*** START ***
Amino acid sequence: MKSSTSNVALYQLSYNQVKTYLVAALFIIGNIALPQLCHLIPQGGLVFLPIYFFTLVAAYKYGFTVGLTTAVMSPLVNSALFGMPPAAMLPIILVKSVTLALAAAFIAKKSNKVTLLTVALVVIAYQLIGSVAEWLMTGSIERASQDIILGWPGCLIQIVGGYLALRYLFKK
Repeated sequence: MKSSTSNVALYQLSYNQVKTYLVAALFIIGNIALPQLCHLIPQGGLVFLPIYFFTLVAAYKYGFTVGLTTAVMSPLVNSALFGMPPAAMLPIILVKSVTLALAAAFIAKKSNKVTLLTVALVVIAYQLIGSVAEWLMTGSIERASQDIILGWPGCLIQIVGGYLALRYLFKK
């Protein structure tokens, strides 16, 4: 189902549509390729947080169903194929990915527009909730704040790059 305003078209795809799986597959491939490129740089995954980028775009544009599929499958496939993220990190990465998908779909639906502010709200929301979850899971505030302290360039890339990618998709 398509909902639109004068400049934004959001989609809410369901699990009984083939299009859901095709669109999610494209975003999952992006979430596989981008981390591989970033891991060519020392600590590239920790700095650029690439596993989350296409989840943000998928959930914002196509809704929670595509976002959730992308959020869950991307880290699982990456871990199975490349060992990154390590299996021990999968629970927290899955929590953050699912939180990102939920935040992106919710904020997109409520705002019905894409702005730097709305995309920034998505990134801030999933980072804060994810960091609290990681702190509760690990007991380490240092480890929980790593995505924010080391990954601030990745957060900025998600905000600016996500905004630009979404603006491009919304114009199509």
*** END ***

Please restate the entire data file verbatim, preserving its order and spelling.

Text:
Amino acid sequence: MKSSTSNVALYQLSYNQVKTYLVAALFIIGNIALPQLCHLIPQGGLVFLPIYFFTLVAAYKYGFTVGLTTAVMSPLVNSALFGMPPAAMLPIILVKSVTLALAAAFIAKKSNKVTLLTVALVVIAYQLIGSVAEWLMTGSIERASQDIILGWPGCLIQIVGGYLALRYLFKK
Repeated sequence: MKSSTSNVALYQLSYNQVKTYLVAALFIIGNIALPQLCHLIPQGGLVFLPIYFFTLVAAYKYGFTVGLTTAVMSPLVNSALFGMPPAAMLPIILVKSVTLALAAAFIAKKSNKVTLLTVALVVIAYQLIGSVAEWLMTGSIERASQDIILGWPGCLIQIVGGYLALRYLFKK
């Protein structure tokens, strides 16, 4: 189902549509390729947080169903194929990915527009909730704040790059 305003078209795809799986597959491939490129740089995954980028775009544009599929499958496939993220990190990465998908779909639906502010709200929301979850899971505030302290360039890339990618998709 398509909902639109004068400049934004959001989609809410369901699990009984083939299009859901095709669109999610494209975003999952992006979430596989981008981390591989970033891991060519020392600590590239920790700095650029690439596993989350296409989840943000998928959930914002196509809704929670595509976002959730992308959020869950991307880290699982990456871990199975490349060992990154390590299996021990999968629970927290899955929590953050699912939180990102939920935040992106919710904020997109409520705002019905894409702005730097709305995309920034998505990134801030999933980072804060994810960091609290990681702190509760690990007991380490240092480890929980790593995505924010080391990954601030990745957060900025998600905000600016996500905004630009979404603006491009919304114009199509």